By making the optical delays 21, 31 and 41 of appropriate relative lengths, it is therefore possible to expand the operational range of the signal detector 11 to cover three time bins, that would be a duty cycle of up to 30% if the on-time was 10%. If the time bins overlapped, the duty cycle would be less than 30%. The duty cycle can be increased further by providing further optical paths with appropriate delay lines. Indeed by providing ten optical paths it is possible for the signal detector 11 to have a 100% duty cycle with an on-time of 10%.

The optical path 40 could, of course, lead directly from the signal splitter 13 to the signal combiner 14 without any specific optical delay 41. However this optical path 40 will have a finite length and of itself should be considered as an optical delay.

Instead of using lengths of optical fibre to define the passive optical delays 21, 31 and 42, other forms of active time delay may be used.

The signal detector system 11 is particularly useful for averaging the value of an electromagnetic signal received by the single optical fibre 12 over a duty cycle substantially in excess of the on-time of the signal detector 11. This averaging capability increases the probability of successfully tracking a moving object.

Instead of using the signal splitter 13, each of the optical paths 20, 30 and 40 may be defined by a separate optical fibre, the optical fibres being closely packed on the focal plane x-x to collect electromagnetic signals from the same nominal direction in space.

If desired, instead of using the signal combiner 14, a lens system may be arranged to focus the electromagnetic signals transmitted by the optical delays 21, 31 and 41 onto the signal detector 11.

With its extended 100% duty cycle, the signal detection system 10 is no longer reliant on chance or external information to receive an electromagnetic signal from a unique event such as a single flash of light or the unpredictable movement of an object within its field of view. The signal detection system 10 is also useful for optical averaging of time varying signals, for instance a fluctuating high signal.

As described to this point the energy detector system 11 is a passive system. However, the addition of an energy transmitter 16 converts it into an active system. Whilst the energy transmitter 16 may be of any known type, it is preferably of the burst illumination type for illuminating an object from which a reflected electromagnetic signal is to be received by the signal detection system which is thereby enabled to detect the object and to process further information from the reflected signal. With a single signal detection system 11 covering only the nominal direction D, detection would necessitate the object being along nominal direction D. For this reason a plurality of signal detection systems, each similar to system 11, may be provided and be orientated at different nominal directions in space to cover a spatial volume as will subsequently be described herein with reference to FIG. 5. In this manner the signal detection systems can be co-ordinated to provide an image of an object within the spatial volume together with information regarding range, azimuth, elevation and other parameters that may be detected from the incoming electromagnetic signal.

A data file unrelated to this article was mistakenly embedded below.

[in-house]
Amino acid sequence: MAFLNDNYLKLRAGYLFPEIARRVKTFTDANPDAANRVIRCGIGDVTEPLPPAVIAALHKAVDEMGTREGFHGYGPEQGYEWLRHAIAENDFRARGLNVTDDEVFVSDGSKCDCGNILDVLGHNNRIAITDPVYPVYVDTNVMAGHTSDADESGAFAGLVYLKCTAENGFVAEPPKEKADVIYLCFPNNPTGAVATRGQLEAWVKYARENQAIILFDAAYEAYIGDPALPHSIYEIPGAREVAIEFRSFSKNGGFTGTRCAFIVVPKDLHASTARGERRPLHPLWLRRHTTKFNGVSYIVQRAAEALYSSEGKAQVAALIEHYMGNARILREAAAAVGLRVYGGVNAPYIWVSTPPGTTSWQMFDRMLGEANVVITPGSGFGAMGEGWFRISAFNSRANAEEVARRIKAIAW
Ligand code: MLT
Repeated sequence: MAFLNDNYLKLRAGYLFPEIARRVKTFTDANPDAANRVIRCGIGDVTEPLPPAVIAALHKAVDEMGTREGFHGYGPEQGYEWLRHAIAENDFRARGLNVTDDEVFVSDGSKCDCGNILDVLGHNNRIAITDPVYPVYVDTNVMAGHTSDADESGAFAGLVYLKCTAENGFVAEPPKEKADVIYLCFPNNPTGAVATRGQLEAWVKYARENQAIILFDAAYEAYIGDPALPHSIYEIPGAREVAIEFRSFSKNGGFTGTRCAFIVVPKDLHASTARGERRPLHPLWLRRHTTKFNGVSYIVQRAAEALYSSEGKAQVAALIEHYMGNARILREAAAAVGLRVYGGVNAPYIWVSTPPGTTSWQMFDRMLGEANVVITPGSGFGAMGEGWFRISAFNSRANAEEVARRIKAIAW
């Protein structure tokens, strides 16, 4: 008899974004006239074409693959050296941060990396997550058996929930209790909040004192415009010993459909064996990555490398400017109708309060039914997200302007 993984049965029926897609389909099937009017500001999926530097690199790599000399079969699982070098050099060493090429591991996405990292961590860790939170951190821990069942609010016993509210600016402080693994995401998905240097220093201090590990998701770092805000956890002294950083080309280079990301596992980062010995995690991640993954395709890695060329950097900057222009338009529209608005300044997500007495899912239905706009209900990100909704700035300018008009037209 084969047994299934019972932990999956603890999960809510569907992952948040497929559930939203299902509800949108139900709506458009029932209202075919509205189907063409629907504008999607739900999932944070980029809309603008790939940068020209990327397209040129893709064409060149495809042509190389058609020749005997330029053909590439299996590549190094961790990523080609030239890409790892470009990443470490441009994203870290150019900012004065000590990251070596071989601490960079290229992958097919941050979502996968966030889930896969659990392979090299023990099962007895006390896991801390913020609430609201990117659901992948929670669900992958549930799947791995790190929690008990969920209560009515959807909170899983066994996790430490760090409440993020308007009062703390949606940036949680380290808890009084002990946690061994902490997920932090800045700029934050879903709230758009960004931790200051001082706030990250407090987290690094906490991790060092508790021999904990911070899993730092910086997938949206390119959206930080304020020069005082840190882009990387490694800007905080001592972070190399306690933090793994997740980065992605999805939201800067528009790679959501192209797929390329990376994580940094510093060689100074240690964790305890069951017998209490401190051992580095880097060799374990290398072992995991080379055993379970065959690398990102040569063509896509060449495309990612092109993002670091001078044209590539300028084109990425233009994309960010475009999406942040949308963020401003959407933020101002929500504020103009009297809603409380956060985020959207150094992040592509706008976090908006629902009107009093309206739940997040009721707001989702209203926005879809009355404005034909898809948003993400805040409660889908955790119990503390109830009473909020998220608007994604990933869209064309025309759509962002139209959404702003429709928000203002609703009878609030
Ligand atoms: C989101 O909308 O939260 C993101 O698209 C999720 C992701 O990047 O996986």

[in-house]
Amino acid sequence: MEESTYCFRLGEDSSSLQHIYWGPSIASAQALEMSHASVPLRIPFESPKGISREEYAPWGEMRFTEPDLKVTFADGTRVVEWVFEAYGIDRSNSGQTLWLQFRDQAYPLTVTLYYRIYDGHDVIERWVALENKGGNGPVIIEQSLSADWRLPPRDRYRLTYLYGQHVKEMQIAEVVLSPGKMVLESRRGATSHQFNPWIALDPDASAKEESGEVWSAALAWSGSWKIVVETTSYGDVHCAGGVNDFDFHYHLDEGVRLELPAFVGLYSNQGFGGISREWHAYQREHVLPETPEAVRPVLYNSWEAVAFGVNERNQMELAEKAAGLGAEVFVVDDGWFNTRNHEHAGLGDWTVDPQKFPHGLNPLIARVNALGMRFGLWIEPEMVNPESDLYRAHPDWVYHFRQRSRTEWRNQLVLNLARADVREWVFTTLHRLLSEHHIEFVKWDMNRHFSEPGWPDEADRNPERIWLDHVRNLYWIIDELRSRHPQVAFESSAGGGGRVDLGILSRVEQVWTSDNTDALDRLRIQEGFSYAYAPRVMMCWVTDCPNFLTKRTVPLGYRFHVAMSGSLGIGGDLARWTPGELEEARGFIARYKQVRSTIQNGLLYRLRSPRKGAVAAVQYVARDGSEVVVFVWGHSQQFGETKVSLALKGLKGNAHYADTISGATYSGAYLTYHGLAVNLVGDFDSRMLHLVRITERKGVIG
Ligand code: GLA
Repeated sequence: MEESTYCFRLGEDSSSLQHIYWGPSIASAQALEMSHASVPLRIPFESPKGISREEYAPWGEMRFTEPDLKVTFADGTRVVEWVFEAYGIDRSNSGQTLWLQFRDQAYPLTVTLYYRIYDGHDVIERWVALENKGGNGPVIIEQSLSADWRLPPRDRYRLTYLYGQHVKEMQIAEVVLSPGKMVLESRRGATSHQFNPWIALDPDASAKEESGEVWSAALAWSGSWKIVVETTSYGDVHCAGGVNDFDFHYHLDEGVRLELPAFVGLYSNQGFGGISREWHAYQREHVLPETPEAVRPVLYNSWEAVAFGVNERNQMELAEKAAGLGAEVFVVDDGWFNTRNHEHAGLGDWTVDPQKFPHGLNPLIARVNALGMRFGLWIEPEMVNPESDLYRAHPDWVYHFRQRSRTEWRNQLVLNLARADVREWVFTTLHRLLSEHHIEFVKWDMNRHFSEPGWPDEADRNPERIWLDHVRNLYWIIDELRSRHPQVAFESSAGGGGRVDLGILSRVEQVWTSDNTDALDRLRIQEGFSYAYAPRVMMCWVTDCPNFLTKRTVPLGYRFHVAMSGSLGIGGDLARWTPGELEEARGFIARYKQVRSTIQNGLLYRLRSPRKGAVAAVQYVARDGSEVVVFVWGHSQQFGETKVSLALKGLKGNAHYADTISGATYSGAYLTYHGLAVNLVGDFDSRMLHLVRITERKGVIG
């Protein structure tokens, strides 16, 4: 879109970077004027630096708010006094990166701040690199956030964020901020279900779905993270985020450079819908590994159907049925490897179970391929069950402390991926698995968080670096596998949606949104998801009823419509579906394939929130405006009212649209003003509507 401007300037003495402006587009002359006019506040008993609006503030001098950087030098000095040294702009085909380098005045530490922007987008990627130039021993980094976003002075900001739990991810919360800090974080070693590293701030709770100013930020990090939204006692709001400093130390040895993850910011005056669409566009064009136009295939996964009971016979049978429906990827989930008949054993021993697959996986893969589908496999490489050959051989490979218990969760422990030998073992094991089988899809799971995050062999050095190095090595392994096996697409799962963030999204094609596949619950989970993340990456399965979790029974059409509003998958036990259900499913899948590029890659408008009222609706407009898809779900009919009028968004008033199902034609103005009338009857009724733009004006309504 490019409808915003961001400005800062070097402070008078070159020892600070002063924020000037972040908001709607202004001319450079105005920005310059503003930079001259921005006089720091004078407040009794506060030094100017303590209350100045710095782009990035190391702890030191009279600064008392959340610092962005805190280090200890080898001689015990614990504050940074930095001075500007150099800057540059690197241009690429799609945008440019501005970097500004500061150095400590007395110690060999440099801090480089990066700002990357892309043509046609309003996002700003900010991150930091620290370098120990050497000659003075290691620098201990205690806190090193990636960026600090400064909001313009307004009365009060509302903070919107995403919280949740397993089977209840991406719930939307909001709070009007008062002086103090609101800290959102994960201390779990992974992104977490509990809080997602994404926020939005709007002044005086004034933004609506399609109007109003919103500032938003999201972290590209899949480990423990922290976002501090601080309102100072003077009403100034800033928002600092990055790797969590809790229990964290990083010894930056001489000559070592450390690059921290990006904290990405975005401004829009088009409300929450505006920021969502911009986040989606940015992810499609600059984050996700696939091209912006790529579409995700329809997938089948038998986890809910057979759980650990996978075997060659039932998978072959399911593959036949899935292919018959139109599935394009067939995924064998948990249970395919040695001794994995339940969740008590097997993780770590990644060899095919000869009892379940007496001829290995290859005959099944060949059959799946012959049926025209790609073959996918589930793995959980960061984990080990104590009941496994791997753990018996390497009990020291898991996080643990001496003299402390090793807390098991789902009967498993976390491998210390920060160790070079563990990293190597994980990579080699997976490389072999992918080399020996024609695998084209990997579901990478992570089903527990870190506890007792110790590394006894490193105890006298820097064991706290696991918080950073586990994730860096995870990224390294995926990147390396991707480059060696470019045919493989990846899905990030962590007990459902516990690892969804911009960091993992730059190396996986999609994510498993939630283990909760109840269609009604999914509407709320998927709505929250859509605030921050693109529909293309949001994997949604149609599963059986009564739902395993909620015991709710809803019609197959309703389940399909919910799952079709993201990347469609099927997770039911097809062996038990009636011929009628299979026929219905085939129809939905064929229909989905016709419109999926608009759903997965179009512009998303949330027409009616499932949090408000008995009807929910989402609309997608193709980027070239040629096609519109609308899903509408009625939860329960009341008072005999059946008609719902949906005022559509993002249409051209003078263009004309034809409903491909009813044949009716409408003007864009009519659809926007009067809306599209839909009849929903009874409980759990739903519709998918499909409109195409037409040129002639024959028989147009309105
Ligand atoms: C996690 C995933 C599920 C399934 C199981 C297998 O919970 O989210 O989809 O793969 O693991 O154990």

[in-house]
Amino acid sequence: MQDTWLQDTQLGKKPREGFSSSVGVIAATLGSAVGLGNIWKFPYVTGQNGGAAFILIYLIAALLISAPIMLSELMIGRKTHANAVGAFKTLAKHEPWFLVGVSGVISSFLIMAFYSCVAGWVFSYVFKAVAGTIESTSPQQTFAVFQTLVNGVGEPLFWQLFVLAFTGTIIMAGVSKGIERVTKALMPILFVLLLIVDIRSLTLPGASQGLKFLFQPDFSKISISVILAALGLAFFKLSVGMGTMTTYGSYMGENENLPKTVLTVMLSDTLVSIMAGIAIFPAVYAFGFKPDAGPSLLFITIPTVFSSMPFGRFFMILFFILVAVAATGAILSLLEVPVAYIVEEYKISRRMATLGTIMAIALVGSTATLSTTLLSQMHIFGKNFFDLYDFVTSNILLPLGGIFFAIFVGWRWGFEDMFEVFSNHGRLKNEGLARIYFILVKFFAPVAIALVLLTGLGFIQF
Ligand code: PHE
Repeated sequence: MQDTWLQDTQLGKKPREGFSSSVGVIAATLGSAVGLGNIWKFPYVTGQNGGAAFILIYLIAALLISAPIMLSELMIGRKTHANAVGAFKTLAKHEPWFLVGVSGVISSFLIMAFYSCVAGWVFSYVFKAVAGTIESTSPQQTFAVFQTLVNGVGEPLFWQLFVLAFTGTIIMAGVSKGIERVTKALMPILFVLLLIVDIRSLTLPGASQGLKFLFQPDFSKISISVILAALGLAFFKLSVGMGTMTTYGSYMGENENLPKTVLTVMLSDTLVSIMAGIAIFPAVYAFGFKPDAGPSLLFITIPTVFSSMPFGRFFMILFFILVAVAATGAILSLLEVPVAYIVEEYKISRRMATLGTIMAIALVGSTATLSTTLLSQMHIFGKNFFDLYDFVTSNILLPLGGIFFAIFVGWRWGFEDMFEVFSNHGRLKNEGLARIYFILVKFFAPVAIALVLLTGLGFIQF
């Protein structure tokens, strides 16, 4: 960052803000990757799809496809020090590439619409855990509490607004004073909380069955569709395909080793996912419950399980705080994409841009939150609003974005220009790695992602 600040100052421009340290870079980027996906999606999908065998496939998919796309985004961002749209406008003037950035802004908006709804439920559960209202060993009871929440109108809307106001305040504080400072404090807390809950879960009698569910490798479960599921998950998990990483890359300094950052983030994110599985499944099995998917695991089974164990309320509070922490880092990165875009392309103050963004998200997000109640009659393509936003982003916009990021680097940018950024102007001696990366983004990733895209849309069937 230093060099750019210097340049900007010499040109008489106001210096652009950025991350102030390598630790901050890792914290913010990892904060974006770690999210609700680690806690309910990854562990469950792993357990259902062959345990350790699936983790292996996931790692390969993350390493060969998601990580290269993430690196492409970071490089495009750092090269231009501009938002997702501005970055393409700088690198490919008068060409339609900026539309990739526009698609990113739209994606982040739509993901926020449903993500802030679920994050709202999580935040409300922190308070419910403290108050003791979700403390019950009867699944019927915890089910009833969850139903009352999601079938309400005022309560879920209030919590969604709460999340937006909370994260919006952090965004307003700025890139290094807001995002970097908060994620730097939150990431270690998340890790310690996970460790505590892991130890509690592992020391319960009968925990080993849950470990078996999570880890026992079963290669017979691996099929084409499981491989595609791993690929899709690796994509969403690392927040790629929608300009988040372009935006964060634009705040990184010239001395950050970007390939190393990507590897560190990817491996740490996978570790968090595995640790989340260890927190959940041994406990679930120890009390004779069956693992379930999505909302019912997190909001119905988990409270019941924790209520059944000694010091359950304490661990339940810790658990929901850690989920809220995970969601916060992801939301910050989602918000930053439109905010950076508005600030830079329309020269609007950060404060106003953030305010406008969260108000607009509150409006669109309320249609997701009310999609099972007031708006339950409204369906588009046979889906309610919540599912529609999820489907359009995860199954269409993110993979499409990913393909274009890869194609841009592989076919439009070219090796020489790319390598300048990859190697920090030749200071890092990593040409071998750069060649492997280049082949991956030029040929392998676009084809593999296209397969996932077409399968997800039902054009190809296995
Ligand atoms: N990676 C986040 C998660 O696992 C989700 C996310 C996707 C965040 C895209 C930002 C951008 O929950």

The energy transmitter 16 may be self sufficient and, if desired, linked with the operation of the signal detector system 11, or it may be incorporated into the optical fibre system shown in FIG. 1.

In FIG. 2 the single optical fibre 12, described with reference to FIG. 1, is shown receiving an electromagnetic signal from the nominal direction in space D. The field of vision for fibre 12 is indicated diagrammatically by circle 17 at range R1, by circle 18 at range R2 and by circle 19 at range R2. The volume of space between circles 17 and 18 constitutes a range bin B1 and is directly proportional to the distance (R2−R1) that light will travel during one on-time of the signal detector 11. Similarly the volume of space between circles 18 and 19 constitutes an identical range bin B2 directly proportional to the distance (R3−R2) that light would travel before the on-time.

If the signal detector 11 on-time covers only range bin B1, the signal detector 11 cannot ordinarily detect electromagnetic radiation from an object Z within range bin B2. However with the present invention, as taught with reference to FIG. 1, an electromagnetic signal from object Z will be delayed by the optical delay 31 and the radiation from range bins B1 and B2 will be received by the signal detector 11 during the same on-time. The optical time delays 21, 31 and 41 therefore collect signals from different ranges, the difference in range between any two optical paths 20 and 30, or 30 and 40 being dependant on the difference in their delay line lengths. In this manner any signal from the closest range bin is subjected to the longest delay, whilst any signal from the furthest range bin is subjected to the shortest delay.

FIG. 3 illustrates the signal received by the signal detector 11 during one on-time Ton. The shaded area indicates the overlapped signal inputs from range bins B1 and B2 which is low level noise but includes the heavy vertical line 25 indicating a signal received from object Z within range bin B2. The arrow 26 represents the time for the signal to travel from the object Z to the signal detector 11, plus any fibre delay. To compute the range of object Z, it is therefore essential to identify the optical path 20, 30 and 40 through which the received signal 25 was transmitted so that the time 26 can be adjusted by adding, if appropriate, the value of the corresponding time delay.